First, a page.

This in a nutshell is the issue with debating the matter with you, Jonathan. The goalposts constantly shift. Every time somebody brings up a FACT which is inconvenient to your theory, out comes the victim complex and off you go with another long, rambling post which doesn't really address any of the issues that I made in my last post, or any of the posts before that - uncomfortable questions like just how close William Druitt was to Montague in 1888 given the dividing up of their fathers will in 1885, and how he or any other members of the Druitt clan could have had information that Montague was JTR and just what that information was which could be so conclusive (a confession? More hearsay), and whether or not such an accusation could lead to trouble with the very likes of Macnaghten for keeping such vital information hidden in the first place - before he had even committed suicide, according to you and the confession story. Your whole response, as usual, is just one long non sequitur - half your post is dedicated to playing the man rather than the ball, as I say - yet it is I who is the fool for not answering questions or understanding you. I asked for a list of questions you wanted answering, and it's not been forthcoming. Okay...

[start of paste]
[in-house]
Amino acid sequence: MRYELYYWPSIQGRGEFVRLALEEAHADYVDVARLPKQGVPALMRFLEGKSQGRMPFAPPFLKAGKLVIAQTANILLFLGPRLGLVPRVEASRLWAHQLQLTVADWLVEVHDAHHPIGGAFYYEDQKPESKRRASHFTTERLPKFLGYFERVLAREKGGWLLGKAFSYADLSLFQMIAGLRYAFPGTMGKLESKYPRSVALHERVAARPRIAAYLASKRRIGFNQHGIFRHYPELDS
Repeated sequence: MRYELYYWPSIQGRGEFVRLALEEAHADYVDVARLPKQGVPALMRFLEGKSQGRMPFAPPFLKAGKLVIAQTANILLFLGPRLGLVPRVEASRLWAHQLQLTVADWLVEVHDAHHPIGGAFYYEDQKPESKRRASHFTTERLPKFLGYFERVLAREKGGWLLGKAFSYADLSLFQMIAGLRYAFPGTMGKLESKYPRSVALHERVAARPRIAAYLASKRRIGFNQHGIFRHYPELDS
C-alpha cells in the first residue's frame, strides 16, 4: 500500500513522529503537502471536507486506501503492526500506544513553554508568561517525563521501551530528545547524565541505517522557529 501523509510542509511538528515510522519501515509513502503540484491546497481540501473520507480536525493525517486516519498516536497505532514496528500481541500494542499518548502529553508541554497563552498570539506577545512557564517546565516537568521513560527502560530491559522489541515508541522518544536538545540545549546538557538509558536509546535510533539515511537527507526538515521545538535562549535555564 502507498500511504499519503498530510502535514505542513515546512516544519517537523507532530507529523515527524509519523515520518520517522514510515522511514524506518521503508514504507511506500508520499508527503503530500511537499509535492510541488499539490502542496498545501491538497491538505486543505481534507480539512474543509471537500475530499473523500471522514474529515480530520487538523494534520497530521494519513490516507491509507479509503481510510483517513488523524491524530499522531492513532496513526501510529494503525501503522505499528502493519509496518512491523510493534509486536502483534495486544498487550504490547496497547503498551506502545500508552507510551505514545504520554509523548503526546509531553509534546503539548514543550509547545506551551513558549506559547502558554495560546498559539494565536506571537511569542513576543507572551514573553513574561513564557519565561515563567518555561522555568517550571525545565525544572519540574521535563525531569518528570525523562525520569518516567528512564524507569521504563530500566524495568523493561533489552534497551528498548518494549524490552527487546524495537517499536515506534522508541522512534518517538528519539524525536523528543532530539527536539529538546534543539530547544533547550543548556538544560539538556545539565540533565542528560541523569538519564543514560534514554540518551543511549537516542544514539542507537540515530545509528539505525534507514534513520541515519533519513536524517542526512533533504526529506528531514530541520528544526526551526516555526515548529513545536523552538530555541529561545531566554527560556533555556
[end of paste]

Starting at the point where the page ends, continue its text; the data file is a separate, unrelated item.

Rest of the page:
(Incidentally, I never did hear from any of those students of yours who were apparently so mortified at the treatment of their beloved Mr. Hainsworth.)

    I want you to understand, Jonathan, that Druitt's guilt or innocence in its own right is of little consequence to me. I have no personal connection to him or vested interest in clearing his name. It makes no difference now anyway, does it? But what I simply cannot stand is this trend in 21st century Ripperology to throw anyone and everyone under the bus in the name of having a theory that stands out. There is no moral compass, everyone is fair game. Granted, Druitt is one of the oldest suspects, but as you've pointed out yourself this most recent incarnation of the case against him is quite recent - since 2007, correct? Yet it is just another theory that, as has been shown again and again, is light on facts and heavy on supposition. That so many people swallow such tales hook, line and sinker is even more disappointing (this is a general observation, i'm not referring to just Druitt). To be honest, it is a big part of the reason why I have largely stepped away from the case and keep my contributions to a minimum these days - after 15 years of being involved, you realise there are more important things in life and those things are usually less stressful!